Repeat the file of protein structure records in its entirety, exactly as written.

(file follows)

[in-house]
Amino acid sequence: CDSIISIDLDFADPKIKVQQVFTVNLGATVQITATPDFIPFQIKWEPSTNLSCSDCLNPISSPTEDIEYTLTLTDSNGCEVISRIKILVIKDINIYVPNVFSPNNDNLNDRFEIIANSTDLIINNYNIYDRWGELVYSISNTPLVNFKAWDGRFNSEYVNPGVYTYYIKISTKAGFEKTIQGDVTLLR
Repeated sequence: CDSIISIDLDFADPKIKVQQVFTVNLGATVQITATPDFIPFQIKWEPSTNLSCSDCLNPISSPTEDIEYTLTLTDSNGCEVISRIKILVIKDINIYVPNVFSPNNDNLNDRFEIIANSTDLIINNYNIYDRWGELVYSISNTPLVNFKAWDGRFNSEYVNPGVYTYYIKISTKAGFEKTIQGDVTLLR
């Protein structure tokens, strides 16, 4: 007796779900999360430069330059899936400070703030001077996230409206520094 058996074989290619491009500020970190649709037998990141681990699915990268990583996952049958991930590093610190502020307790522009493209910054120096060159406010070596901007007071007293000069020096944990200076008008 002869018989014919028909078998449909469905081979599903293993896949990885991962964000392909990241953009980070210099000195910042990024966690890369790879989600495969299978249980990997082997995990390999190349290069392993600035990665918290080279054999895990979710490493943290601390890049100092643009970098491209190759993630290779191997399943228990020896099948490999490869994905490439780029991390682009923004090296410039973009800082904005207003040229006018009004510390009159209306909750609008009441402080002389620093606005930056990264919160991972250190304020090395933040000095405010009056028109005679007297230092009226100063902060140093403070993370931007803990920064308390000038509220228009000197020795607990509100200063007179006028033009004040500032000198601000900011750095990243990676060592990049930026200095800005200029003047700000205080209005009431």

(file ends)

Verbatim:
[in-house]
Amino acid sequence: CDSIISIDLDFADPKIKVQQVFTVNLGATVQITATPDFIPFQIKWEPSTNLSCSDCLNPISSPTEDIEYTLTLTDSNGCEVISRIKILVIKDINIYVPNVFSPNNDNLNDRFEIIANSTDLIINNYNIYDRWGELVYSISNTPLVNFKAWDGRFNSEYVNPGVYTYYIKISTKAGFEKTIQGDVTLLR
Repeated sequence: CDSIISIDLDFADPKIKVQQVFTVNLGATVQITATPDFIPFQIKWEPSTNLSCSDCLNPISSPTEDIEYTLTLTDSNGCEVISRIKILVIKDINIYVPNVFSPNNDNLNDRFEIIANSTDLIINNYNIYDRWGELVYSISNTPLVNFKAWDGRFNSEYVNPGVYTYYIKISTKAGFEKTIQGDVTLLR
């Protein structure tokens, strides 16, 4: 007796779900999360430069330059899936400070703030001077996230409206520094 058996074989290619491009500020970190649709037998990141681990699915990268990583996952049958991930590093610190502020307790522009493209910054120096060159406010070596901007007071007293000069020096944990200076008008 002869018989014919028909078998449909469905081979599903293993896949990885991962964000392909990241953009980070210099000195910042990024966690890369790879989600495969299978249980990997082997995990390999190349290069392993600035990665918290080279054999895990979710490493943290601390890049100092643009970098491209190759993630290779191997399943228990020896099948490999490869994905490439780029991390682009923004090296410039973009800082904005207003040229006018009004510390009159209306909750609008009441402080002389620093606005930056990264919160991972250190304020090395933040000095405010009056028109005679007297230092009226100063902060140093403070993370931007803990920064308390000038509220228009000197020795607990509100200063007179006028033009004040500032000198601000900011750095990243990676060592990049930026200095800005200029003047700000205080209005009431």